Two students huddle at courtroom table

2014 Suffolk Law Trial Team Members Mary Chamberlain and Mark Dolan won the regional competition.

Members of the National Trial Team face real-world issues in intense mock trial competitions across the nation. As a student advocate on the team, you’ll stand out from other law school graduates – with more trial experience than many lawyers accumulate after years in the field.

  • Real-Life Issues Drawn from the Courts

    Team members get a firm knowledge of the rules of trial procedure: conducting opening and closing arguments; direct and cross-examinations; and learning how rules of evidence can affect a case.

    You’ll get the skills to develop a theory of a case: researching and deciding what the most important facts are, and then arraying the evidence in a way that supports those facts to focus a jury. Most importantly, you’ll learn how to conduct yourself in a courtroom, and present the facts – relating to a jury as a person, instead of a lawyer.

    “They have every skill a trial lawyer should have, “ says Professor Timothy Wilton, National Trial Team director, “after they leave this program, they can try a case better than most trial lawyers in the District Courts of Massachusetts.”

    After graduation, team members have gone on to become successful DA’s, trial lawyers and judges. One alumnus now in the spotlight is Hank Brennan, a former prosecutor in Essex and Suffolk counties, who served as co-lead counsel in the South Boston murder trial of reputed mobster James "Whitey" Bulger.

  • Dominant Competition Record

    Over the years, the team has compiled an impressive winning record, dominating regional competitions. They’ve been 12-time New England regional champions in the American Association of Justice Student Advocacy Competition, and 12-time regional champs in the National Trial Competition – a total of 24 regional championships in the last 28 years.

    And, during the last 21 years, the team has been invited 20 times to the prestigious NITA Tournament of Champions, open only to the best 16 competition teams in the country. It’s an almost spotless record as one of the top 16 trial competition schools in the nation.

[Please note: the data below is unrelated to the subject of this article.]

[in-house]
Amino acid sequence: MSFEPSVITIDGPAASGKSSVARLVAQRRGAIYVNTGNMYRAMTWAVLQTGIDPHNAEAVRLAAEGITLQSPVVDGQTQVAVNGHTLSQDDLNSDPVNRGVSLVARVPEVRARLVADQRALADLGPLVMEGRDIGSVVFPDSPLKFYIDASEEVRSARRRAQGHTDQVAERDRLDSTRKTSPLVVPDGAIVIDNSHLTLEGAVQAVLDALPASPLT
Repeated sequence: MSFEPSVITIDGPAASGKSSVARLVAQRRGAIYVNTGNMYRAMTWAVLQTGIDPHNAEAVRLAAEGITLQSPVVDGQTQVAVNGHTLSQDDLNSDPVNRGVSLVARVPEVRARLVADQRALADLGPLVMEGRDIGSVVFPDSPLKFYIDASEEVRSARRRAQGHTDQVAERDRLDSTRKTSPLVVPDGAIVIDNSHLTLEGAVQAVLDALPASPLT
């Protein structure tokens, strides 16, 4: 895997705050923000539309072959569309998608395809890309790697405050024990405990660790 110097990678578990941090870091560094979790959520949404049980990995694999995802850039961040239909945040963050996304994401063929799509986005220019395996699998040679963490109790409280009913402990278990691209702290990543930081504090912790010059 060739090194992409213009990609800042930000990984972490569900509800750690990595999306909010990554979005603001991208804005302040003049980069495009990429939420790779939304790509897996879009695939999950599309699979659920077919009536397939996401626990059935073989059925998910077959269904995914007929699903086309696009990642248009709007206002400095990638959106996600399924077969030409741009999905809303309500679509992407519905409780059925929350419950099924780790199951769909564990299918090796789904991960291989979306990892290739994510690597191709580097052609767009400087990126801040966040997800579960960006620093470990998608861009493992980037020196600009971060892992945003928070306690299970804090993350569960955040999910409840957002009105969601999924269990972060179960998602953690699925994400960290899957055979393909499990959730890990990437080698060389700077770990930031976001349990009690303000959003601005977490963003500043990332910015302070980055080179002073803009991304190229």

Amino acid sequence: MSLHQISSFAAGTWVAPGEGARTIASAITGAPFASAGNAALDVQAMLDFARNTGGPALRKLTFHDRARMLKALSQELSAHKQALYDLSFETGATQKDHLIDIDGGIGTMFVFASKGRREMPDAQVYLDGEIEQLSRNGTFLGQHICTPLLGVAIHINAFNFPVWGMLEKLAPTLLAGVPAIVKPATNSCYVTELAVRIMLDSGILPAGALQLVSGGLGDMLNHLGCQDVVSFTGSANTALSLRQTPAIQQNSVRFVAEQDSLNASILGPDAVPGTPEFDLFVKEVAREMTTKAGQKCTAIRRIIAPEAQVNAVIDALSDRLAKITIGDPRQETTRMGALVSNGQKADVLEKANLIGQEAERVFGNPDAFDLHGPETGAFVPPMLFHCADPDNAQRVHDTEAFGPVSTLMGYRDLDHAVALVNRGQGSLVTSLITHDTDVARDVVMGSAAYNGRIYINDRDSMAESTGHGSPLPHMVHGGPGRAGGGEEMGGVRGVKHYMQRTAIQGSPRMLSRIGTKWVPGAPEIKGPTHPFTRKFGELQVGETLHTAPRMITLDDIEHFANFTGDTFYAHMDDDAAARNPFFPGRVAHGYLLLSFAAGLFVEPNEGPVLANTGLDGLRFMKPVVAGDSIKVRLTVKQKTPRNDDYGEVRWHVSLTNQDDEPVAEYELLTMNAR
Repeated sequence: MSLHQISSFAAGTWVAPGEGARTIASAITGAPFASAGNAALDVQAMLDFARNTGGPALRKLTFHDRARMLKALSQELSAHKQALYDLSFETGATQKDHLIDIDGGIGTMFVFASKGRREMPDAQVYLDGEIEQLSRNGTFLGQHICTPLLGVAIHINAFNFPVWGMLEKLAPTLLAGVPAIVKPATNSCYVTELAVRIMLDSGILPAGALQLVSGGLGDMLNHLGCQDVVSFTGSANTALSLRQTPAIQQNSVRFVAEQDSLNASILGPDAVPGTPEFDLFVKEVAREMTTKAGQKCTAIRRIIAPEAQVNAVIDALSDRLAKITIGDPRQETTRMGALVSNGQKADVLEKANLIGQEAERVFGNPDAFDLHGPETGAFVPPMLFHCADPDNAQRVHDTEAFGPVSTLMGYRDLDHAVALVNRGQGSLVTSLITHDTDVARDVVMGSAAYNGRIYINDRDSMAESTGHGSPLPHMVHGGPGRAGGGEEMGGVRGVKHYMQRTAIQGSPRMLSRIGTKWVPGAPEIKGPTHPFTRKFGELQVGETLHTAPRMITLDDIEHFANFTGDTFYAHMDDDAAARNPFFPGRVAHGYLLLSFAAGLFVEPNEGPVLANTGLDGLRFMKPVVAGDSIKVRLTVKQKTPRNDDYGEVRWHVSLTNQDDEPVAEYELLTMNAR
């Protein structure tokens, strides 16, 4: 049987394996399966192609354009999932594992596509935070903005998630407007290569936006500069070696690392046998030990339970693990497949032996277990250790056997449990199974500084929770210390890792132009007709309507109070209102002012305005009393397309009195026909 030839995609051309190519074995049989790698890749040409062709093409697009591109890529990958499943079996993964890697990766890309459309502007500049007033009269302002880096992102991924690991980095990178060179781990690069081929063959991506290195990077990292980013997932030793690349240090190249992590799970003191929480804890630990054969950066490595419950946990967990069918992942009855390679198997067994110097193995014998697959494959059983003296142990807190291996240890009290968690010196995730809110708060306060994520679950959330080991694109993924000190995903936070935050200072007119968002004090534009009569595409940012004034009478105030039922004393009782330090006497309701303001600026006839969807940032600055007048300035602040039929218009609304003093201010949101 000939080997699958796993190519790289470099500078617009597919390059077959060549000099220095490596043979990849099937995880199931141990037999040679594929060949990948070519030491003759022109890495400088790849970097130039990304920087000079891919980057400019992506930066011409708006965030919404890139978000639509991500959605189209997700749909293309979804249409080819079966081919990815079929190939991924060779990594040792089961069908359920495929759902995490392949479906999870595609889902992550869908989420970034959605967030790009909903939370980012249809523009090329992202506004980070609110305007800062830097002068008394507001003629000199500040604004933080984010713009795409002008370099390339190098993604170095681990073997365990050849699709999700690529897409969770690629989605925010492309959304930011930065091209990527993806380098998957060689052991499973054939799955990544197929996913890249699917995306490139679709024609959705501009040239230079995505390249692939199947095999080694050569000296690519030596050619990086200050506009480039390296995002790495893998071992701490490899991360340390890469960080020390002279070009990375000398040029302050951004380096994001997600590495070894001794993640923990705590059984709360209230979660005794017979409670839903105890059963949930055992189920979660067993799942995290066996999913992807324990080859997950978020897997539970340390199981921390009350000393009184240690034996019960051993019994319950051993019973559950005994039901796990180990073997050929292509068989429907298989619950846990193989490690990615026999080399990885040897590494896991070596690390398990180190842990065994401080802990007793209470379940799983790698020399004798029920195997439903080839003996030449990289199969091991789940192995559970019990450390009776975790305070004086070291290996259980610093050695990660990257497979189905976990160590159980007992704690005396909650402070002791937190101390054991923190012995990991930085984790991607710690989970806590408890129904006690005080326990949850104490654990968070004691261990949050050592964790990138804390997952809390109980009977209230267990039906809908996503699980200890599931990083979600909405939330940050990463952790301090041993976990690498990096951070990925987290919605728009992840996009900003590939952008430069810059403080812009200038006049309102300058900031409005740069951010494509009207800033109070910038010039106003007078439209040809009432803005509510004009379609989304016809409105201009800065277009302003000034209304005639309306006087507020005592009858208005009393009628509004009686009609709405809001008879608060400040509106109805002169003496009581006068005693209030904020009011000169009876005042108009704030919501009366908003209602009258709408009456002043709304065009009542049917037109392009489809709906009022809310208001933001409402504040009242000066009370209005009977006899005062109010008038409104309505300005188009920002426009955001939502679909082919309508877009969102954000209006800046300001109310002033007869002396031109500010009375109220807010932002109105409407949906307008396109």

• Team Makeup

    The team is made up of 24-32 students; 16 students form 4 competition teams of 2 advocates and 2 witnesses, with the remainder of the students serving on practice squads. Normally a student will compete with the team for 2 years.

    Tryouts for the team, open to any Suffolk Law student, are highly competitive. In the fall an average of 40 candidates vie for a maximum of 16 openings.

    Students hoping to make the team prepare a five-minute closing argument from a trial record, and then answer questions from coaches and team members during a 20-minute interview. 

  • Trial Competition

    Competition takes place in actual courtrooms across the country before a panel of 3 judges; one presiding and two scoring. The panel, usually practicing trial attorneys, and sometimes sitting judges, use a point system to score student advocates on different aspects of their performance.

    You’ll learn to think on your feet during intense competition, arguing both sides of a case as prosecutor and defense through multiple rounds up through the regionals onto national competitions.

    And, there’s the occasional curveball that mimics real-life situations and tests what you’ve learned in practice. During National Trial Competitions, instead of your team’s witnesses, the competition host supplies them all. Each team gets 2 witnesses they meet 15 minutes before the trial begins. During each new round the two advocates get another set of witnesses. It’s up to you to decide how to use them.

    Student advocates travel to cities across the US; including New York, Houston, Santa Monica, Boston, and to San Juan, Puerto Rico. It’s a chance to experience different legal perspectives – a lawyer or judge in Santa Monica or Houston may be very different from one in the Northeast. 

  • Post-Competition Feedback and Networking

    After regional competitions, team members get to meet and network with the judges during post-competition receptions. It’s an invaluable opportunity to get one-on-one feedback and critiques on your performance from litigators that defend and prosecute cases daily. 

  • A 'Trial Advocacy University'

    On the team, you’ll get a crash course in trial advocacy, working alongside alumni coaches who are practicing trial lawyers. Your experience will run the gamut of trial procedure: analyzing trial records, developing witness examinations and formulating opening and closing arguments.

    Maintaining a winning record requires commitment; the team meets every Sunday, with breaks during Christmas, Easter, and New Year. During the week, team members meet with their competition partners, or witnesses, and also meet with their coaches to refine their case.

    The coaching staff is made up of previous team members, now successful litigators, who give back by donating time and using their real life experience to help the team. 4 principal coaches and 8 assistants along with director Wilton create a ratio of 13 coaches for 32 students.